By Sarah Kirkpatrick, Staff Writer
When Hannah Labovitz ’21 first began searching for a Holocaust survivor to speak on campus, the prospects seemed slim. She tried contacting the Holocaust Awareness Museum in Philadelphia over the summer, but few of the aging speakers they worked with were able to make the 2-and-a-half-hour drive to Gettysburg. A Google search led her to David Tuck, a Levittown resident with an extraordinary story of survival to tell. The pair soon made contact and he agreed to make the trip to Gettysburg College.
Tuck, who is in his 90s, is eager to share his experience with anyone who will listen in the hope that it will combat rising levels of anti-Semitism and Holocaust denial. For him, current events occurring in this country feel too familiar for comfort.
“It hurt me when I saw a couple months ago that there was a parade with people carrying swastikas. I said, ‘here we go again,’” explained Tuck, “It’s up to you—the younger generation—to make sure this never happens again.”
Tuck spoke to a somber crowd in the CUB Ballroom on Sunday, April 8 as part of an event sponsored by Gettysburg Hillel, the Judaic Studies Department, and the Holocaust Awareness Museum. Labovitz also played a pivotal role in coordinating the event, coming up with the idea of bringing a survivor to campus and organizing the logistics.
“We are one of the last generations with the opportunity to hear first-hand accounts from Holocaust survivors,” explained Labovitz before Tuck spoke. “By listening, we are showing that we are not apathetic to the struggles of others.”
Raised by his Orthodox Jewish grandparents, Tuck was only 10 years old when Germany invaded his home country of Poland in 1939. The Nazis’ arrival sparked a series of events that led him to the Auschwitz concentration camp. Within months, they forced all of the Jews in his town to wear an armband and eventually a Star of David. Then they relocated the small number of Jewish families in his town to the Lodz ghetto. By the spring of 1941, the Nazis sent Tuck to Posen, a Polish labor camp, where he posed as a 15-year-old to ensure his survival.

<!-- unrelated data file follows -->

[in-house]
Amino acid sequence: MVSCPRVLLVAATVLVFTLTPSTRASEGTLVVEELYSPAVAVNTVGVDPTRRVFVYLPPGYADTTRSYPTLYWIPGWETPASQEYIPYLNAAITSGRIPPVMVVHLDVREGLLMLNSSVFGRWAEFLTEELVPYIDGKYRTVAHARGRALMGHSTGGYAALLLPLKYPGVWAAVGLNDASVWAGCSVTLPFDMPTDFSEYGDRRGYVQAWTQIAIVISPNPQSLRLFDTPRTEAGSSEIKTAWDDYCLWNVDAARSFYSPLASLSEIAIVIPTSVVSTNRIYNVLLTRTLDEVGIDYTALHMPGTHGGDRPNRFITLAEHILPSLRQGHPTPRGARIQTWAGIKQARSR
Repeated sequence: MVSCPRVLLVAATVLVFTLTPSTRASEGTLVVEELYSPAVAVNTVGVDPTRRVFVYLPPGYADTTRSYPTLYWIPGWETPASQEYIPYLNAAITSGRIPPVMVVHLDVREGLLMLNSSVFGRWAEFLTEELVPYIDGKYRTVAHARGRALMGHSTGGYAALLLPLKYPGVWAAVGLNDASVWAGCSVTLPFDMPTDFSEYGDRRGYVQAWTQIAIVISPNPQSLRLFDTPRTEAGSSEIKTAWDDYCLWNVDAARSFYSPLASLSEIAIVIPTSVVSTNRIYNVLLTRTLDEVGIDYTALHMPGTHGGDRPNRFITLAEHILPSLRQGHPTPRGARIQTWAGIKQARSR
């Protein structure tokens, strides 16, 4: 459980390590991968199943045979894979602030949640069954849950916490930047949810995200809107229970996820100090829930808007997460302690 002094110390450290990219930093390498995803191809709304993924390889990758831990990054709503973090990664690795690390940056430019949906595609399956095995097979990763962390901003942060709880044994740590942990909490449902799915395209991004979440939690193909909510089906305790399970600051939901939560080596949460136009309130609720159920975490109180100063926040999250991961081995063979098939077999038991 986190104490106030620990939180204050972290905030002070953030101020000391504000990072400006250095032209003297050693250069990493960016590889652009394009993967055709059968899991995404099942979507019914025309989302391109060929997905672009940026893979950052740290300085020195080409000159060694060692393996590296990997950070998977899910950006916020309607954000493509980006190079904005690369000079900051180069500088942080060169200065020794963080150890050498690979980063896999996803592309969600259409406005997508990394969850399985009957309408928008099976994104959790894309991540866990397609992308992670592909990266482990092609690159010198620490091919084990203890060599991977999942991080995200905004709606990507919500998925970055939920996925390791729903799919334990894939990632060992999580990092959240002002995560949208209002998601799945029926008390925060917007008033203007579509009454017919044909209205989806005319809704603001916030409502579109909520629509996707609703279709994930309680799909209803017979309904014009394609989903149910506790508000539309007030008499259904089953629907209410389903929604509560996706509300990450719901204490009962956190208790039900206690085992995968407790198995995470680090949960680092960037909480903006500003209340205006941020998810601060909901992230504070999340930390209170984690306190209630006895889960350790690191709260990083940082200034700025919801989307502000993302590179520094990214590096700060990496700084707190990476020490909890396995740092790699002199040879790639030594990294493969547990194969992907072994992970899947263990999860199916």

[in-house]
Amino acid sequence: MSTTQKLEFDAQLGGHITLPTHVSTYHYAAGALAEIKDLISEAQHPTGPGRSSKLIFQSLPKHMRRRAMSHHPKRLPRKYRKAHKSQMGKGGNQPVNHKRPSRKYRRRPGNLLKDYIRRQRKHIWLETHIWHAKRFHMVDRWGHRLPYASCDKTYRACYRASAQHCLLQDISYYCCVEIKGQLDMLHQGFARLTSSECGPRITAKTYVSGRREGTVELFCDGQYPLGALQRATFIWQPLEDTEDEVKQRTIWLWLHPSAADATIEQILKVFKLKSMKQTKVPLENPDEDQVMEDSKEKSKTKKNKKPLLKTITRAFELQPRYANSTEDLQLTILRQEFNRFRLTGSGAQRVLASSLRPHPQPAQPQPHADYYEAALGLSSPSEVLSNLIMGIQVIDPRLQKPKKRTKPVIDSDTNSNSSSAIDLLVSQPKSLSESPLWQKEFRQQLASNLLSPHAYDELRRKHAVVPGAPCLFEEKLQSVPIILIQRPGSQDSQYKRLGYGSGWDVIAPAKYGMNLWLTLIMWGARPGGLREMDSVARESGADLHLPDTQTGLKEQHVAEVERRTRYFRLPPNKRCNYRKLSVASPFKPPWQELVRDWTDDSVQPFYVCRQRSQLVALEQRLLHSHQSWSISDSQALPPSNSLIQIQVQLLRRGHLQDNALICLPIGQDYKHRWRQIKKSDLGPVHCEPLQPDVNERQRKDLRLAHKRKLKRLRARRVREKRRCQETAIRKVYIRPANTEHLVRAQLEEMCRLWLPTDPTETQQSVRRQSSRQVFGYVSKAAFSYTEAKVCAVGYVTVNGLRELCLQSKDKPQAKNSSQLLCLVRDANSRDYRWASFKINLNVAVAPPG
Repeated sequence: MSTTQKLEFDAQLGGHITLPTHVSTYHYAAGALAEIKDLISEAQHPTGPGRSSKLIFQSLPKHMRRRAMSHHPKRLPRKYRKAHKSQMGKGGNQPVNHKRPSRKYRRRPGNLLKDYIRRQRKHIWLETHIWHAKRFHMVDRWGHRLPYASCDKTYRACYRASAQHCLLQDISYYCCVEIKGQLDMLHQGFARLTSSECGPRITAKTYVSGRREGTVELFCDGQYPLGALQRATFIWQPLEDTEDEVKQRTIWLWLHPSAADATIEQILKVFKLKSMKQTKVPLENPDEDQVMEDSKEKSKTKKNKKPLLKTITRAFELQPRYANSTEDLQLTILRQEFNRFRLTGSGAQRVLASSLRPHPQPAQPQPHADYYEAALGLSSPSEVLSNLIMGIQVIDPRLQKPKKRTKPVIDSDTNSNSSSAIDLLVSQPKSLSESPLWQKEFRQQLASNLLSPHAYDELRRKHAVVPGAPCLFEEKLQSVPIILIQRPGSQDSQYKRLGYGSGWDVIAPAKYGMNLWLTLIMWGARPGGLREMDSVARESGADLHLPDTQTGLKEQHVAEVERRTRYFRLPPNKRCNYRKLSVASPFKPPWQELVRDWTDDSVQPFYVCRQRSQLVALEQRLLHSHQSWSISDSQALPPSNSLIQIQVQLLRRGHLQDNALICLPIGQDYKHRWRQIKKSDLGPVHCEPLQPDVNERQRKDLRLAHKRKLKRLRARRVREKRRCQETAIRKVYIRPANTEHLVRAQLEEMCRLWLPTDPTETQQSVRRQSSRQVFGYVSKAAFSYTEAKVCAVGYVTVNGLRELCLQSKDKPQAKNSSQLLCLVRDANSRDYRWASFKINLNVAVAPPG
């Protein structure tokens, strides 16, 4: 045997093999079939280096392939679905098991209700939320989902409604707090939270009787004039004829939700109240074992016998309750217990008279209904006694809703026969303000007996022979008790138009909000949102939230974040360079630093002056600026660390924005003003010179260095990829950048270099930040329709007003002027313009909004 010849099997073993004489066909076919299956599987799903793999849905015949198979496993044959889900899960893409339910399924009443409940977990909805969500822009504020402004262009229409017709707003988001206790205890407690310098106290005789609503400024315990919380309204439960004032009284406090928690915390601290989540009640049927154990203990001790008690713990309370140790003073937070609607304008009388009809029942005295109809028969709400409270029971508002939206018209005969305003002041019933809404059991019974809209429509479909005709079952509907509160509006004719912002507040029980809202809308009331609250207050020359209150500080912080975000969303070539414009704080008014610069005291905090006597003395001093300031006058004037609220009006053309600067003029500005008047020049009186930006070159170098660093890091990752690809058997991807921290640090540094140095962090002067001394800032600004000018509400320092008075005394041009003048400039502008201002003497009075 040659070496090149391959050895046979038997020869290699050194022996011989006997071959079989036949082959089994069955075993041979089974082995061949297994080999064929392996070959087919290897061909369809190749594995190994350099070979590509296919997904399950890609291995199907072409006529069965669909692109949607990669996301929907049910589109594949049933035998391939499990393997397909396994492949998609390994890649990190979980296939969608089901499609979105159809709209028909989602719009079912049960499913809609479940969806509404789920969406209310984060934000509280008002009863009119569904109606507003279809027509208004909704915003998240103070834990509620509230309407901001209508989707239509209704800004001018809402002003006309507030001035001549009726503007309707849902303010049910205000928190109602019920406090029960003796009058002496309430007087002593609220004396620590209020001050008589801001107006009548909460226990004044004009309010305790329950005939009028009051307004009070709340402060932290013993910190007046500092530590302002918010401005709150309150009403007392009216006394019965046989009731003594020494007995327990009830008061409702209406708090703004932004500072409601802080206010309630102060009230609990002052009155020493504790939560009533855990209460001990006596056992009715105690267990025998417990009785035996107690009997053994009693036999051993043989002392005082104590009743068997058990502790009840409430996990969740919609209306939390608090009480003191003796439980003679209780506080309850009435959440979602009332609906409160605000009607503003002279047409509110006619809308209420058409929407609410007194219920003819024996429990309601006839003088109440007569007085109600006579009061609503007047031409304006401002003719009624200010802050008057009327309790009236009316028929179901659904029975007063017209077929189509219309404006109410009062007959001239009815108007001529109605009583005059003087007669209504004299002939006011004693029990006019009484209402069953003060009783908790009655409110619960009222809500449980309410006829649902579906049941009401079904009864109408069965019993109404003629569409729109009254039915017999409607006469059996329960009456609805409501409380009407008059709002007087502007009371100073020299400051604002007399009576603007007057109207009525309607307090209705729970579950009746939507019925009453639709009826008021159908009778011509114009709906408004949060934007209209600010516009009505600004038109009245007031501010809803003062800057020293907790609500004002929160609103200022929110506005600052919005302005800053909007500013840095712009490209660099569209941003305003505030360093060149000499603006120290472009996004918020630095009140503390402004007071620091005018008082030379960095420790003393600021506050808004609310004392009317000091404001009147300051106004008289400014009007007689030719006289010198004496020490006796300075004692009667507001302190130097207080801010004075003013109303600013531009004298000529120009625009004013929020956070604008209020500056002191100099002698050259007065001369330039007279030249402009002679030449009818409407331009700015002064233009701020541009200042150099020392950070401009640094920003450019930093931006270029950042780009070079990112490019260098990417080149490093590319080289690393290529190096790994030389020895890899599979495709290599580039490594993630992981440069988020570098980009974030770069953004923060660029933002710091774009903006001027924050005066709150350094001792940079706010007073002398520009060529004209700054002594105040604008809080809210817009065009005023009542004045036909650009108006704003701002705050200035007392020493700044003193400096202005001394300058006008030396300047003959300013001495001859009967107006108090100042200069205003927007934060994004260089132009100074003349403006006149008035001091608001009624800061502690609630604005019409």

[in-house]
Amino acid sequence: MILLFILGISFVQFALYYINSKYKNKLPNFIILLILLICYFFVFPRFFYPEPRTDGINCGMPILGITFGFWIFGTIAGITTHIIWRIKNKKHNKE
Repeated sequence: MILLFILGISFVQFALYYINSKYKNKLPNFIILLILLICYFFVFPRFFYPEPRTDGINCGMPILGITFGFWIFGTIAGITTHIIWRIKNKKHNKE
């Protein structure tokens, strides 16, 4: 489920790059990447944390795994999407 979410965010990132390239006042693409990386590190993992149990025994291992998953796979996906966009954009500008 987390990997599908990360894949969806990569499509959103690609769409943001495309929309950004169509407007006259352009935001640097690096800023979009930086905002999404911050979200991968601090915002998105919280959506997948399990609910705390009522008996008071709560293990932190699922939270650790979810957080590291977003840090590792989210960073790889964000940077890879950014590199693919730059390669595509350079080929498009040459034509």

He spent the next 5 and a half years moving from one camp to the next, spending time at Auschwitz and Mauthausen before being liberated by Allied forces on May 5, 1945. Throughout this time, Tuck lived on meager rations of bread, coffee, and soup, so he weighed only 78 pounds when he was rescued.
“I was a skeleton, a walking skeleton,” Tuck remembered, “I was glad I could still walk and talk.”
However, Tuck was able to survive this ordeal with the help of his resilience and ability to speak German. Able to effectively communicate with his captors, he frequently offered to perform jobs for them like polishing their shoes or delivering their meals so he could grab leftover food from their trashcans. He worked as a mechanic and had to build everything from anti-aircraft guns to part of the autobahn for the Nazis.
Tuck emigrated to the US with his wife Marie in 1950, but never forgot about his ordeal under the Nazis. Even today, in his 90s, he still has a number tattooed on his forearm from his time at Auschwitz.
“I will never forget and I will never forgive what they did to me, but ladies and gentlemen, I don’t live with hate,” Tuck shared.
Tuck’s speech was greeted with a standing ovation from the audience. Afterwards, he signed books about his experience titled David Tuck: A Story of Holocaust Survival. The Judaic Studies department provided 100 of these books free to the first 100 interested students.
The department also donated $1,800 to the Holocaust Awareness Museum that helped sponsored the speech, since the number 18 symbolizes life in the Jewish tradition.